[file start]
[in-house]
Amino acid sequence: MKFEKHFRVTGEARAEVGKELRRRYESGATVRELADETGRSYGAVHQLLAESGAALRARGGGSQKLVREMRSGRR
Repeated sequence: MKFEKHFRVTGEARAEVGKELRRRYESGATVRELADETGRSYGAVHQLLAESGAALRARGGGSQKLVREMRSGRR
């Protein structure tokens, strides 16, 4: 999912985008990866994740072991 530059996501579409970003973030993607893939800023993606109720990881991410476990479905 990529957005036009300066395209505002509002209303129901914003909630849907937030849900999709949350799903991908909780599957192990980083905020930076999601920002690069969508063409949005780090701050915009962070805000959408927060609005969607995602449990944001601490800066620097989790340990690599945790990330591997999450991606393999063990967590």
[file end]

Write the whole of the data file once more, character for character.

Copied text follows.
[in-house]
Amino acid sequence: MKFEKHFRVTGEARAEVGKELRRRYESGATVRELADETGRSYGAVHQLLAESGAALRARGGGSQKLVREMRSGRR
Repeated sequence: MKFEKHFRVTGEARAEVGKELRRRYESGATVRELADETGRSYGAVHQLLAESGAALRARGGGSQKLVREMRSGRR
């Protein structure tokens, strides 16, 4: 999912985008990866994740072991 530059996501579409970003973030993607893939800023993606109720990881991410476990479905 990529957005036009300066395209505002509002209303129901914003909630849907937030849900999709949350799903991908909780599957192990980083905020930076999601920002690069969508063409949005780090701050915009962070805000959408927060609005969607995602449990944001601490800066620097989790340990690599945790990330591997999450991606393999063990967590």